Ukraine, Omicron, Best Songs of 2021: Your Tuesday Night Briefing
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Have a good evening. Here is the latest at the end of Tuesday.
1. President Biden has warned President Vladimir Putin against heavy economic sanctions if Russia invades Ukraine.
Biden also said that in response, NATO could reposition its troops and that an invasion would end Russia’s hopes of completing a major Russian gas pipeline to Europe, steps he said would work well in the future. – beyond what the West did after Russia annexed Crimea seven years ago. The high-stakes virtual meeting came as tens of thousands of Russian troops gathered along the Ukrainian border, raising fears of an invasion.
2. The US surgeon general has warned of a “devastating” mental health crisis among young people, made worse by the pandemic.
The post was part of a rare public advisory from the nation’s top doctor, Dr Vivek Murthy, in a 53-page report noting that the pandemic has escalated mental health issues that were already prevalent in the spring of 2020. The report cited significant increases in self-reported depression, anxiety, and emergency room visits for mental health issues.
We visited a low-income children’s clinic in Charlotte, North Carolina, where treatment for health conditions that went unchecked during the pandemic is in greater demand than injections of the coronavirus.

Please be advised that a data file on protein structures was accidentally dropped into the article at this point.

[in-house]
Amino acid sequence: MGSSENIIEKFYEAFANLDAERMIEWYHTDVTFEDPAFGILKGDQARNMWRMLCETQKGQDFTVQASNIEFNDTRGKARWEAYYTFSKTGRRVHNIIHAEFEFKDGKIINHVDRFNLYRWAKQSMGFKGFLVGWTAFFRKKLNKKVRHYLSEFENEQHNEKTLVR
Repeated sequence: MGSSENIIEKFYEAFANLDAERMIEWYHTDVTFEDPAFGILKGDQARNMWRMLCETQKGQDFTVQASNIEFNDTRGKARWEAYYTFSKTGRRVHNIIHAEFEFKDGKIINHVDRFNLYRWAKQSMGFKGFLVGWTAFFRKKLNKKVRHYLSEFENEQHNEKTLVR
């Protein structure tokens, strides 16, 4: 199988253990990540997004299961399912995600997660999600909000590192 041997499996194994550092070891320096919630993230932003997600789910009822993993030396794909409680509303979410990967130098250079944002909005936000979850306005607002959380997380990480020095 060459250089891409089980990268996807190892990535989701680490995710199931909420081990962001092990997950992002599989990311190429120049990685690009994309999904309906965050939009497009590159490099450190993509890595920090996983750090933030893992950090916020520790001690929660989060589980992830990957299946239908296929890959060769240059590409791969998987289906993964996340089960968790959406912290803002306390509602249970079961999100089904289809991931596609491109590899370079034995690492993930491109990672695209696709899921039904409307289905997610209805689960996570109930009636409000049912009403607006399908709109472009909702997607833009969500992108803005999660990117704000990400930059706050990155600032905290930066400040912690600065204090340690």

In other virus news:
3. Americans’ savings during the pandemic are shrinking.
The injections of public funds avoided an economic calamity and supported the bank balances of millions of households. But many low-income Americans find that their savings are shrinking or even being depleted. The decline in liquidity reserves has broad implications for the working class and could dampen consumer spending.
The Fed has spent the past two years trying to prop up the economy. But the new focus on inflation, which is increasing at its fastest rate in 31 years, could limit the central bank’s ability to cushion any blow Omicron might bring to US growth and the job market.
5. French police have arrested a man in connection with the assassination of dissident writer Jamal Khashoggi.
But a Saudi official said the arrest was a case of mistaken identity, and French authorities have warned they are still checking they have the right person. The man, identified as Khalid Alotaibi, 33, was arrested at Roissy-Charles de Gaulle airport north of Paris on the basis of an international arrest warrant issued by Turkey, just before he board a flight to Riyadh, Saudi Arabia.
A man by that name is accused of being a member of the team that killed Khashoggi inside the Saudi consulate in Istanbul in 2018.
6. A new safety concern at Tesla: Drivers can play video games in moving cars.
The automaker added the games in a software update that was sent to most of its cars this summer. Video games can be played by a driver or by a passenger in full view of the driver, raising new questions about whether Tesla compromises safety as it rushes to add new features. Tesla’s autopilot system has been the subject of criticism for years.